The work of the Energy Efficiency Financial Institutions Group (EEFIG) has confirmed that there is not a lack of capital or interest in deploying capital to boost energy efficiency and demand side management in Europe. But there is a wide range of market, institutional, economic and financial barriers that stand in the way of an energy efficient Europe. Removing these barriers in a systemic way will be key to creating the investment-friendly environment Vice-President Katainen has stated is needed – and will be as important as the specific projects the EFSI supports. As such, European Commission officials should take the Katainen at his word. Moving forward, the upcoming Heating and Cooling Strategy currently being produced by DG ENER officials and the related suite of expected proposals to reform the Energy Efficiency Directive, Energy Performance in Building Directive, Energy Market Design (Electricity and Gas), 2030 governance and Ecodesign Directive must set the scene not just for incremental improvements of energy efficiency policies that have gone before. They must look at how other enabling reforms could be enacted across the wider range of EU initiatives currently in play.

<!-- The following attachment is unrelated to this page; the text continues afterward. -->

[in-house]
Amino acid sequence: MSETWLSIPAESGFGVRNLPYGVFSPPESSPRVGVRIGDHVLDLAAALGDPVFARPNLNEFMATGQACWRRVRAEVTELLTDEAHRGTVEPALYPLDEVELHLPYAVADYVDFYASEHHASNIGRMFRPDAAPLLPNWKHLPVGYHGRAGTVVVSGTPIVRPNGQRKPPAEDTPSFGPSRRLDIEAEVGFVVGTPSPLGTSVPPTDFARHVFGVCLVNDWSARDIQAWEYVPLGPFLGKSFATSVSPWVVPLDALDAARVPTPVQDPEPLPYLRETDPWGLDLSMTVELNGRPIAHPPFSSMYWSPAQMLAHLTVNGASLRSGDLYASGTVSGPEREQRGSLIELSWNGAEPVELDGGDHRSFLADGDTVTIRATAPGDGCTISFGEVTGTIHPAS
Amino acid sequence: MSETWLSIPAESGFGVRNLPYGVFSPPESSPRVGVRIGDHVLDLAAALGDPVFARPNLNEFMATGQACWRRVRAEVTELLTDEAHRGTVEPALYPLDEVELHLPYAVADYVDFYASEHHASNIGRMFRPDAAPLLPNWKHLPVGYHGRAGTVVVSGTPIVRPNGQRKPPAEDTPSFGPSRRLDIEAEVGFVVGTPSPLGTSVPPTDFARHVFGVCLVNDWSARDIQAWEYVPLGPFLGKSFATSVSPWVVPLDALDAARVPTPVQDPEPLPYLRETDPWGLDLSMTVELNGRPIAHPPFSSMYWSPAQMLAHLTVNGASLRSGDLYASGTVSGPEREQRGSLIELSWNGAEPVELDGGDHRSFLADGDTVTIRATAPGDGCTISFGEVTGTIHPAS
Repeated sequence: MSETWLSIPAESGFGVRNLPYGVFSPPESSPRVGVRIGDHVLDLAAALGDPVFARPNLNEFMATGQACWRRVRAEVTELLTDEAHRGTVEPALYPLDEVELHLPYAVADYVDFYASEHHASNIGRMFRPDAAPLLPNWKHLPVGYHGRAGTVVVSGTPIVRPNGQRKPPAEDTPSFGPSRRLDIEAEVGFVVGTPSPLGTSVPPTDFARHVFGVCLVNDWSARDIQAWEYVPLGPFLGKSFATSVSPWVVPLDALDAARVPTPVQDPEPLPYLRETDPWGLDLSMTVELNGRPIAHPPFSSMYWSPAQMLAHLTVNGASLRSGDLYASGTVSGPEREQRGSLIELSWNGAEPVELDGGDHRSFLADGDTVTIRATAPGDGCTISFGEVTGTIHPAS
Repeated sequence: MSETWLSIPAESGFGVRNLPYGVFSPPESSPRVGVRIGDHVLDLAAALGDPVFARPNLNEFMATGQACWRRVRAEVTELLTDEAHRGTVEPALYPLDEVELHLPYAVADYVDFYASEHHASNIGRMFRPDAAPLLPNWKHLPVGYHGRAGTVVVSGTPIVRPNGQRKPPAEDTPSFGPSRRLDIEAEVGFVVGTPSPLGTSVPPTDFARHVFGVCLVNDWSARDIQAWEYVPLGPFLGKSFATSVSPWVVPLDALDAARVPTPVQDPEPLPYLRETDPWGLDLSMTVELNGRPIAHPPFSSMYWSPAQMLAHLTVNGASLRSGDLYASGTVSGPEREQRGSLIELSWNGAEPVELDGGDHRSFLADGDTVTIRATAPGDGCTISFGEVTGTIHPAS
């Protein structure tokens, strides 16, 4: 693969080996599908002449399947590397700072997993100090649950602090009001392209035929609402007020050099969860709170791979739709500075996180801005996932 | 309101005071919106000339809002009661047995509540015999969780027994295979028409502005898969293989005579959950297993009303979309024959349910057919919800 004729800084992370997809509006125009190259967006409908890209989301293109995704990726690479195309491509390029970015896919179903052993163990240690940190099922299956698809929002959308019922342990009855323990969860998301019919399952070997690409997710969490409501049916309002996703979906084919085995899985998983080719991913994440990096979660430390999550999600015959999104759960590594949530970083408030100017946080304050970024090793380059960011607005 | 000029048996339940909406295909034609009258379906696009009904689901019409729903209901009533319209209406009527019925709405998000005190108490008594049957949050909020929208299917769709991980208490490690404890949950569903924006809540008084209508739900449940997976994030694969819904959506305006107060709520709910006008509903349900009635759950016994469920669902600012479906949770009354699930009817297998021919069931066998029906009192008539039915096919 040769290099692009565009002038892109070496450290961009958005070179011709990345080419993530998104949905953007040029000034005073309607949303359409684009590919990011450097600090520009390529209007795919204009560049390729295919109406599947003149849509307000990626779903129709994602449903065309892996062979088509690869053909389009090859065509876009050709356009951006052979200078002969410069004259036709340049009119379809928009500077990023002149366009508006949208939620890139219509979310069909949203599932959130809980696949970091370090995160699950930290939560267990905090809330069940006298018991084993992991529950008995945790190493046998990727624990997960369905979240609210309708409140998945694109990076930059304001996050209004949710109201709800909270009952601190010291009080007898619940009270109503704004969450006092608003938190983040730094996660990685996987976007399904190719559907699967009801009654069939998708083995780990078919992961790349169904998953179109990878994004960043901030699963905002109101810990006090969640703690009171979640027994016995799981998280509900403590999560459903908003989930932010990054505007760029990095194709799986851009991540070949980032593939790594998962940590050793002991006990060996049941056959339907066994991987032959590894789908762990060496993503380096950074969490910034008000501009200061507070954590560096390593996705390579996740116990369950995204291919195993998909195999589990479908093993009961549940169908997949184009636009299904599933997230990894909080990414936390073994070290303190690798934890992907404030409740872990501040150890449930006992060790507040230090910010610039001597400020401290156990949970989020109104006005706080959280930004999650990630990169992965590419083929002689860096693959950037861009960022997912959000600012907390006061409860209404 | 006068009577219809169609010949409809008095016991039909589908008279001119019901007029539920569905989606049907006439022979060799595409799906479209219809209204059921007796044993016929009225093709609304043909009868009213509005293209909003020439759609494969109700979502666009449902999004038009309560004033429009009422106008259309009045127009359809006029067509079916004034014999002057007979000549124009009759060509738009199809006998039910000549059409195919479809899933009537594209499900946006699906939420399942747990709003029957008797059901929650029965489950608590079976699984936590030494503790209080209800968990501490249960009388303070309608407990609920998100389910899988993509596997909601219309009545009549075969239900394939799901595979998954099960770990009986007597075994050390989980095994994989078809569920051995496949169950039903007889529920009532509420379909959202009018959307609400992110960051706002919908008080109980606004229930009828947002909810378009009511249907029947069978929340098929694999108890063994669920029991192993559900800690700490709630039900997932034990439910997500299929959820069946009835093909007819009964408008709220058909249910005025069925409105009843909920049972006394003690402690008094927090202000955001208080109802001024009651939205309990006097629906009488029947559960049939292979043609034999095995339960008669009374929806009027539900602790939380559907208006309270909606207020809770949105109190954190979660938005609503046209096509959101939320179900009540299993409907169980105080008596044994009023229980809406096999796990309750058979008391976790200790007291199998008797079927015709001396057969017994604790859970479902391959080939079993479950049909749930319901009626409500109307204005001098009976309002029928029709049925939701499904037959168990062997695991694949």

The traditional focus on energy efficiency policy making needs to be expanded to look more systematically at how energy productivity increases can be enabled through wider structural reforms that sit more traditionally within economic policies, financial regulation, energy market reforms and institutional arrangements. A non-exhaustive list of reforms and interventions includes: State Aid reforms to improve financing conditions for energy efficiency and smart energy projects supported through EFSI and other public funding sources; ring-fencing 50% of capacity within the European Investment Advisory Hub to support project/fund preparation and implementation in member states; reviewing current debt and deficit restrictions in the Treaty for Stability Coordination and Governance and associated regulation to create flexibility for public spending on energy efficiency to support the delivery of National Financing Strategies; and related to this, undertaking a review of the accounting treatment of public and private investment in demand side and energy efficiency to consider the case for off-balance sheet treatment.